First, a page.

It’s a few weeks now since we visited the House of Dun near Montrose, you can see the post that I did about the exterior of the building here. It was built in 1730 for the laird David Erskine.
This is a house that you can only go around as part of a guided tour, but they seem to be fairly frequent so we didn’t have to wait all that long to be shown around. It’s a shame that one of the owners married a woman who liked to tinker with the internal plan of the house. It was of course designed by William Adam who was a fanatic about having everything symmetrical, even creating dummy doors to match actual doors at opposite ends of walls. A previous occupant has ruined a lot of the proportions by having walls removed and such, especially in the hall.
I keep saying this but it’s true – although it’s a very grand house, it still has the feeling of a family home. It must be all the personal nick-nacks that decorate the place that help.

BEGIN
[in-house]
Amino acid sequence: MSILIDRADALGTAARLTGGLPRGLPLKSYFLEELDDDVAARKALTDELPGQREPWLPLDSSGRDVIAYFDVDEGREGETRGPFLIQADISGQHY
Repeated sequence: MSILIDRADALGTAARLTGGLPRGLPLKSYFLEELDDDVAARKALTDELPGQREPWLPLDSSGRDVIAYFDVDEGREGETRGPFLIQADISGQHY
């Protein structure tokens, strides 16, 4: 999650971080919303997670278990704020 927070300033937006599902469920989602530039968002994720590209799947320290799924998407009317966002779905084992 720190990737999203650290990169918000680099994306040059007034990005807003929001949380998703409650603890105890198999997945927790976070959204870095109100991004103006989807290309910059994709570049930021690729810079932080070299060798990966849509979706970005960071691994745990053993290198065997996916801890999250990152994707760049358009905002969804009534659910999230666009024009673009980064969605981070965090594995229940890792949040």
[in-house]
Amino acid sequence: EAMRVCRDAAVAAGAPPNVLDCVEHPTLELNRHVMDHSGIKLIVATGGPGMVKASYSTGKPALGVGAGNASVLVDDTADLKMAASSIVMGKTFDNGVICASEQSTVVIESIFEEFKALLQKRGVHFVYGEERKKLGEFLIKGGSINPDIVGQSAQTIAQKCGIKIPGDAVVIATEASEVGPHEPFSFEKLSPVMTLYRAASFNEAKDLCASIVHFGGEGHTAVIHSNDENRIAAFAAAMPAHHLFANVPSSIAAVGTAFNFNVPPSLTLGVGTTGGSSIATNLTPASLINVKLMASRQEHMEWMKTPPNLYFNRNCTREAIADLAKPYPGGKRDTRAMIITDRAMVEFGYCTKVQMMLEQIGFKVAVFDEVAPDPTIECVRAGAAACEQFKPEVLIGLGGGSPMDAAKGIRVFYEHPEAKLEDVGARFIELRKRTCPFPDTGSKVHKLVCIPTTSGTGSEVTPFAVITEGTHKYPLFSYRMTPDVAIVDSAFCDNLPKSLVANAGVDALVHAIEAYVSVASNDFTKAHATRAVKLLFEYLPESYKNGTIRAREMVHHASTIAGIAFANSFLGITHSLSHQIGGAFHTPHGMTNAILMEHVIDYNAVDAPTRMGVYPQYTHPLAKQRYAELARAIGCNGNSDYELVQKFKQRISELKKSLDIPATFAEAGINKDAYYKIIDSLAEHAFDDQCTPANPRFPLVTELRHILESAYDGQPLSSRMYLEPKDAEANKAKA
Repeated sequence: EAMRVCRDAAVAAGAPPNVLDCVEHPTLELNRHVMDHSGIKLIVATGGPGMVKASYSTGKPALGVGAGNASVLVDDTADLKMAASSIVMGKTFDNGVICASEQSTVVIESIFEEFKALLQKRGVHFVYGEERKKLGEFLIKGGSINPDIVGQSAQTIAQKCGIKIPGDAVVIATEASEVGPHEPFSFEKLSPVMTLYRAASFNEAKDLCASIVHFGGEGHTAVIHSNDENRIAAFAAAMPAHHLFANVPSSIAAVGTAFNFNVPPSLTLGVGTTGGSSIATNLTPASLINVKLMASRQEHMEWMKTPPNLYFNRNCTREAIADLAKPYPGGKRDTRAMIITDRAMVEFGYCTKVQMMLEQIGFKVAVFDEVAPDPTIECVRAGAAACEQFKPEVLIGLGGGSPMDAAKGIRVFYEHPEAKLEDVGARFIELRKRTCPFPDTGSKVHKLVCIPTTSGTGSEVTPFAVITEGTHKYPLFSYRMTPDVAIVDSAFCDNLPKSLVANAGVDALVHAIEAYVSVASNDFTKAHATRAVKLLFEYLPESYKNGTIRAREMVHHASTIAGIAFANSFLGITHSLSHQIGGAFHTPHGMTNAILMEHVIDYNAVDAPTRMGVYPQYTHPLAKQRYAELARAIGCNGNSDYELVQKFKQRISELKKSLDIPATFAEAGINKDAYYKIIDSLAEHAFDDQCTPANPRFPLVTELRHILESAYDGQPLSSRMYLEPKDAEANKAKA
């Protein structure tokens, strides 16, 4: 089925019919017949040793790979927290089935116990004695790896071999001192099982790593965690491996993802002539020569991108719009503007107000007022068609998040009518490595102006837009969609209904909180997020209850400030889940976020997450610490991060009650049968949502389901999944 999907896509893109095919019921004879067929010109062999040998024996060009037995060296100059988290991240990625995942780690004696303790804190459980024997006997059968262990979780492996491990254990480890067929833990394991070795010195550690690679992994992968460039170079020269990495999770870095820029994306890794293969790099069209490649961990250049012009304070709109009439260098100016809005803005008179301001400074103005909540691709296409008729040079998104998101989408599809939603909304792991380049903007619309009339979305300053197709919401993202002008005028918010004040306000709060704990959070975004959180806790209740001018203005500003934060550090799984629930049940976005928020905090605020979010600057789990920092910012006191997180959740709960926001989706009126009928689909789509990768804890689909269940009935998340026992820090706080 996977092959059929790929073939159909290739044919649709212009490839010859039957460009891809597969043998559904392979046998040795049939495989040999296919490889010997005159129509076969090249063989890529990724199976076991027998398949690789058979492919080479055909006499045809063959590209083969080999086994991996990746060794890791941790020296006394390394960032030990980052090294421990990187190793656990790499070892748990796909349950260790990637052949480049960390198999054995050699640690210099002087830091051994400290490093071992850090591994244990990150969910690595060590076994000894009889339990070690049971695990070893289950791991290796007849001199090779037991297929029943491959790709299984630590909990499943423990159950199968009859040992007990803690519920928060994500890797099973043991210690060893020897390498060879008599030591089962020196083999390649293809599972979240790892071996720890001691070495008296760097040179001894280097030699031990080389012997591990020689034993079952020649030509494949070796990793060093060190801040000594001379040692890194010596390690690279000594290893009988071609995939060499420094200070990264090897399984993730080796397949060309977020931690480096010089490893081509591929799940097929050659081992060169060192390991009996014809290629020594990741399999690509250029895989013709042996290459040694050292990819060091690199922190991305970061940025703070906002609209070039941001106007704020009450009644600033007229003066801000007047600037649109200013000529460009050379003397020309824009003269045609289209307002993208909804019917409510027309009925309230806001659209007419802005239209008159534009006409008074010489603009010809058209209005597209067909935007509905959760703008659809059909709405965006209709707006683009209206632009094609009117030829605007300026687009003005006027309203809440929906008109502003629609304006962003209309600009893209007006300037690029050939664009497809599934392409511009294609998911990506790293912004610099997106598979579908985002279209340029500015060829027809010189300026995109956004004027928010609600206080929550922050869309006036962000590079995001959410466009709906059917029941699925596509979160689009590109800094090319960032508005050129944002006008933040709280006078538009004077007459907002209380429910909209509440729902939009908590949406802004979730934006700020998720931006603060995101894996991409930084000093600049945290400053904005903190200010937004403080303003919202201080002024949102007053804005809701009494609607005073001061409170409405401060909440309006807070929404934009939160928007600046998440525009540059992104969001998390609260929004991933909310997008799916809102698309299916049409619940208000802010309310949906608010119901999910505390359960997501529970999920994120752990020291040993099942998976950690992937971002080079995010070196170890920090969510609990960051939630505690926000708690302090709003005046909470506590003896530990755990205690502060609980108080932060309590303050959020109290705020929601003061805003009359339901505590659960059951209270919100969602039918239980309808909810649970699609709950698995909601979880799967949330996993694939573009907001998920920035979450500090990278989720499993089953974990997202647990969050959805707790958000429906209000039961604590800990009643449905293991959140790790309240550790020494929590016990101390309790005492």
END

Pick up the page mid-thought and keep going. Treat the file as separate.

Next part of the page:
It was impossible to get a photo of the huge looking glass without getting people in it!
The cornicings/plaster wall and ceiling decorations are incredibly ornate as you can see.
Apparently the overmantel decoration is of a soldier standing with one foot crushing the crown of England. Not terribly subtle, apparently the house was owned by Jacobites who enjoyed this sort of visual support for the Jacobite cause and they got away with it, at a time when they could easily have been executed for such sympathies!
The embroidered quilt on this four-poster bed is fantastic. It was apparently found in a tin trunk in the attics fairly recently. It was a wedding gift embroidered by the mother of the then laird and it has his and his mother’s name sewn all over it, and the fact that it was a gift from her for his wedding. It’s suspected that his bride didn’t want to have her mother-in-law at such close quarters, even if only in the shape of embroidery and I have to say I don’t really blame her.
Lastly, just about the most bizarre object at the House of Dun is the ‘boot’ bath below, so named because it resembles the shape of a boot. I can’t make up my mind whether it was enclosed like that to keep out draughts or just to make it a more private experience for the bather. I don’t think it would have made washing your legs and feet very easy though!